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GlobalAdelaide spotlight on biosecurity

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Conference session to showcase latest research

barcodebulletin The latest research into using DNA barcoding to enhance biosecurity will be in the spotlight in the Barcoding for Biosecurity session at the fourth International Barcode of Life Conference in Adelaide in November.

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The session will highlight the regulatory, social, political and technical impediments to wider implementation of barcoding for biosecurity applications and present possible solutions.

The world's agro-ecosystems are coming under increasing pressure as populations continue to rise and climates change," said session chair Andrew Mitchell, an insect systematist at the Australian Museum in Sydney. "Controlling pests and diseases and preventing their expansion into new areas is now more important than ever before."

Mitchell, who is Australia’s representative on the iBOL Scientific Steering Committee, said that biosecurity applications feature prominently in lists of potential uses of DNA barcoding. "Compiling a DNA barcode database of the world's most important pests, parasites and pathogens should be one of our top priorities," he said.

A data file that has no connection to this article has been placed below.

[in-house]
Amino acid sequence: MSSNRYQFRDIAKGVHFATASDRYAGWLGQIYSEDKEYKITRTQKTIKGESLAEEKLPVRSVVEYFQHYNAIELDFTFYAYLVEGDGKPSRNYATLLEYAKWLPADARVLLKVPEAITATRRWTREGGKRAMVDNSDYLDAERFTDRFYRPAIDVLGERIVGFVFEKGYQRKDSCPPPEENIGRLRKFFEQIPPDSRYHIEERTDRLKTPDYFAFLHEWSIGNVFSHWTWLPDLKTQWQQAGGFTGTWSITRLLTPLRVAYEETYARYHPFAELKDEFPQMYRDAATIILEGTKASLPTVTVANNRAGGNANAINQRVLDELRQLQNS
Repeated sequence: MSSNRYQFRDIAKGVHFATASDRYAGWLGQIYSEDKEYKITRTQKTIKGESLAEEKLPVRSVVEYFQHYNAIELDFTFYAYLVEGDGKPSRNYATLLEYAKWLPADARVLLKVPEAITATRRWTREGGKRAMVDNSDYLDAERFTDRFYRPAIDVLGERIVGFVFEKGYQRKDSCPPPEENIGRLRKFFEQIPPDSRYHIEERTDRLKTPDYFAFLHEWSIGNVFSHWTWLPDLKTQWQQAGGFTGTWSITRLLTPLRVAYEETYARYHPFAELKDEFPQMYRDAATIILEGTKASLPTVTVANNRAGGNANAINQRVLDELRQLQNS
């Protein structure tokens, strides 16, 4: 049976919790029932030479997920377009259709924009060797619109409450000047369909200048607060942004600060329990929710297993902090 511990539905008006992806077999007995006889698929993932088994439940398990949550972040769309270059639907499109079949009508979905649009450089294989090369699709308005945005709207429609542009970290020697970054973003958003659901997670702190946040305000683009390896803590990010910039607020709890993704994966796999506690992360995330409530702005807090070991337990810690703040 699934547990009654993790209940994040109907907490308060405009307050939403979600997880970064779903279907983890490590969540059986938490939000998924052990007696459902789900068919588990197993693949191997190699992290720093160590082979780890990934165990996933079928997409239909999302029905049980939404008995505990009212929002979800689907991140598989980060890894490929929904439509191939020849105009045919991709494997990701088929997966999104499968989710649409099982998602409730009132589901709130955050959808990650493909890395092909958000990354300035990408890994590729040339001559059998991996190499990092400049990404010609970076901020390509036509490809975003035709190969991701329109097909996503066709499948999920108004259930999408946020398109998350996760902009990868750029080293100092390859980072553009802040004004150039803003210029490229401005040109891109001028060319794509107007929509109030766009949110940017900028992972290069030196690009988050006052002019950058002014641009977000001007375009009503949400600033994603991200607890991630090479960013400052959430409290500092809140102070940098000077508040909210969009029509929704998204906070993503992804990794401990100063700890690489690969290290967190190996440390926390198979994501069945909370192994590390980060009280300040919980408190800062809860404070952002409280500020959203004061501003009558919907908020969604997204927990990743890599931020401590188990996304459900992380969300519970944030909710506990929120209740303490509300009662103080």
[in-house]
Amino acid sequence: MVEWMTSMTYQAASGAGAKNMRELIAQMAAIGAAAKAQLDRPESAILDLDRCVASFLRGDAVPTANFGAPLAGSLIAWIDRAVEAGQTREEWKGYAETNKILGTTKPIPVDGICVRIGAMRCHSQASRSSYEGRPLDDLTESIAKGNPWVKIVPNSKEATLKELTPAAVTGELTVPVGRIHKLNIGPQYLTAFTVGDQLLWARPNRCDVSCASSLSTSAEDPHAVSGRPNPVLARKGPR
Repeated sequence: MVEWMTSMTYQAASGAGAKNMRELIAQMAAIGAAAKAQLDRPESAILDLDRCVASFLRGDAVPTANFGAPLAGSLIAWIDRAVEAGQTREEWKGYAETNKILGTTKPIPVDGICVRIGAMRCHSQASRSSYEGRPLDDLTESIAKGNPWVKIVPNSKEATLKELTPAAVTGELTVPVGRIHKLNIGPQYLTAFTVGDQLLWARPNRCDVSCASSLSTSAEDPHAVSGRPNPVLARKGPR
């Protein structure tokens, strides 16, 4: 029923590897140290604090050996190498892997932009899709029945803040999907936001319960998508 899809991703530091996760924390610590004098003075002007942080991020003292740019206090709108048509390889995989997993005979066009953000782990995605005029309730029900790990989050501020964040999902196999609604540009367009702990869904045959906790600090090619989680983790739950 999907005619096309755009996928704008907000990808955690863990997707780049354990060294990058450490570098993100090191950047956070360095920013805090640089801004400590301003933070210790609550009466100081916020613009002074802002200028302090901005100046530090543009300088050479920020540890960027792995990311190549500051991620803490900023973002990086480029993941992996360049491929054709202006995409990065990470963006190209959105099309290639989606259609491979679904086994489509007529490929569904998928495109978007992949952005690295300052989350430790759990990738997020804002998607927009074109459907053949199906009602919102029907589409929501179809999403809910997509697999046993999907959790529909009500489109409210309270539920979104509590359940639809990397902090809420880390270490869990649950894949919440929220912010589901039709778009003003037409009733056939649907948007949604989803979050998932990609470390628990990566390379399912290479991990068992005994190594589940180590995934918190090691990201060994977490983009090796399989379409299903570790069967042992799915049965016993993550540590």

TREEBOL: Tackling deforestation with DNA

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The ability to make fast, accurate identifications of tree species in the timber supply chain is a key component of strategies to protect high-value trees from illegal logging. The current identification method using anatomical characteristics often makes species resolution impossible, particularly for some closely related high value timber species such as mahoganies.

This session will focus on efforts to develop DNA barcoding methods to distinguish between species, helping to limit the trade in illegally logged species and redirect market pressures that drive deforestation into sustainable timber sources.

HealthBOL: Tracking vectors and pathogens

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Speakers at this session will cover disease vectors and pathogens of medical and veterinary importance. "Vector-borne pathogens are of considerable public health and economic importance globally but particularly in the tropics," said session chair Dan Masiga, head of Molecular Biology and Biotechnology at African Insect Science for Food and Health (icipe) in Nairobi.

Masiga, who also sits on the iBOL Scientific Steering Committee representing Kenya and chairing Working Group 1.4 – Animal Parasites, Pathogens & Vectors, said that barcoding can provide data that will help better understand vector and pathogen variability, and epidemiology, with potential value for designing control efforts.

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